It will be appreciated by those skilled in the art that the anions, X, used with any of the cationic fabric softeners herein are a routine matter of choice, and that X can be, for example, chloride, bromide, methylsulfate, and the like. Mixtures of fabric softeners can be used, as can mixtures of anions.
The detergent composition of Example VI is modified by using perfumed particles with friable coatings (melamine/urea/formaldehyde; 0.1/1/1.1 mole ratio; 300 micron size) with coating weights of 1% and 20%, respectively.
A detersive bar composition is prepared by gently (so as not to fracture the coating) admixing 2% by weight of the coated perfumed particles of Example I (7% coating; all particles through 150 micron sieve) into a 99.44% tallow soap mixture (Na salt) and formed into a bar in a pin die.
The compositions herein can also be used in combination with abrasives. As is well-known, abrasive cleaners typically comprise to 90+% abrasive such as pumice, silica, calcium carbonate, and the like. Coated perfume particles used in such cleaners are ruptured, in-use, to release their perfume.
An abrasive cleanser is as follows.
______________________________________Component Weight %______________________________________Sodium tallow sulfate 1.0Calcium carbonate 40.0Pumice (through 60 micron sieve) 45.0Sodium sulfate 10.0Coated perfume particles* 3.0Chlorinated trisodium phosphate 1.0______________________________________ *Per Example III; 10% coating; particles through 100 micron sieve.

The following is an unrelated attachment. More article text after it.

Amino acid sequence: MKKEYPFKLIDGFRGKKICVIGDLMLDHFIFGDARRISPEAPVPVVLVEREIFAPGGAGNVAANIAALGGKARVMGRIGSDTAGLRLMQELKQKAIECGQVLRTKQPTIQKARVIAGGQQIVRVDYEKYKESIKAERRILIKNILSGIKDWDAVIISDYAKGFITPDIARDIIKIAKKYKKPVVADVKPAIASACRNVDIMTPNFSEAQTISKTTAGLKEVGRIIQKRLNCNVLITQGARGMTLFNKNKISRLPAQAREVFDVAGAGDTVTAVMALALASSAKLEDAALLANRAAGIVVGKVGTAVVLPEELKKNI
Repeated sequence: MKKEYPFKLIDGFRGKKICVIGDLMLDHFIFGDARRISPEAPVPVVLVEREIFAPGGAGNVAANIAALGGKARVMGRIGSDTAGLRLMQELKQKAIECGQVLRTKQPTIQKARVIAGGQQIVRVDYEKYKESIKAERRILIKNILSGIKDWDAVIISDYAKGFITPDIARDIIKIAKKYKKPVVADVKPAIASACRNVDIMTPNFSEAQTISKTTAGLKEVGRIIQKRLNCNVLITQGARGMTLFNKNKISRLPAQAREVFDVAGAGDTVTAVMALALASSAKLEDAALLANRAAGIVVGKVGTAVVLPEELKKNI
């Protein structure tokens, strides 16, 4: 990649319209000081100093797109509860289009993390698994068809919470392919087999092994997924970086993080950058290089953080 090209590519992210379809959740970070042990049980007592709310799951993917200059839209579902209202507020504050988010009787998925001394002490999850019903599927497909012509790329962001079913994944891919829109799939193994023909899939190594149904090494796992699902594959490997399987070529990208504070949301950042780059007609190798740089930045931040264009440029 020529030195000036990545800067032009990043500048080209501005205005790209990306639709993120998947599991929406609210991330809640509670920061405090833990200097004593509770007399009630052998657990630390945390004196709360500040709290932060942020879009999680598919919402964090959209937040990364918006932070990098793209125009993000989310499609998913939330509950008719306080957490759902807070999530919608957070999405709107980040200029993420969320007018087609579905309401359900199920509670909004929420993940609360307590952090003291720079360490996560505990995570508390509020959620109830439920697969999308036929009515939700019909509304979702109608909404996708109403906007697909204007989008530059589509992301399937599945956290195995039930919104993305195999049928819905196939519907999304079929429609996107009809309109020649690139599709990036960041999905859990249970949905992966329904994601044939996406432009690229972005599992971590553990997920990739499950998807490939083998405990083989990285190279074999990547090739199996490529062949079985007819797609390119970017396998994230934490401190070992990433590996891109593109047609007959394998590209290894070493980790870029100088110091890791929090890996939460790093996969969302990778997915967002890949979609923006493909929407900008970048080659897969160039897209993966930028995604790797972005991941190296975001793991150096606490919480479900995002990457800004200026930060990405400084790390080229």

The composition of Example X is prepared by gently dry-blending the ingredients.
It will be appreciated by the formulator that the weight (or thickness) of operable friable coatings can be adjusted according to the usage envisioned. For example, even relatively thick coatings will rupture and release their perfume particles under European machine washing conditions, which can involve wash times of many minutes, at high temperature and considerable agitation. By contrast, USA machine washing conditions are much shorter, and milder, so less coating material should be used. For fabric softeners, agitation and agitation times are usually less than for washing.
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|U.S. Classification||510/515, 510/152, 510/101, 510/368, 510/523, 510/442, 510/312, 510/321|
|International Classification||C11D17/00, C11D3/50|
|Cooperative Classification||C11D3/505, C11D17/0069, C11D17/0039|
|European Classification||C11D17/00H8B, C11D17/00D, C11D3/50B2|
|Jan 16, 1996||FPAY||Fee payment|
Year of fee payment: 4
|Dec 23, 1999||FPAY||Fee payment|
Year of fee payment: 8
|Feb 11, 2004||FPAY||Fee payment|
Year of fee payment: 12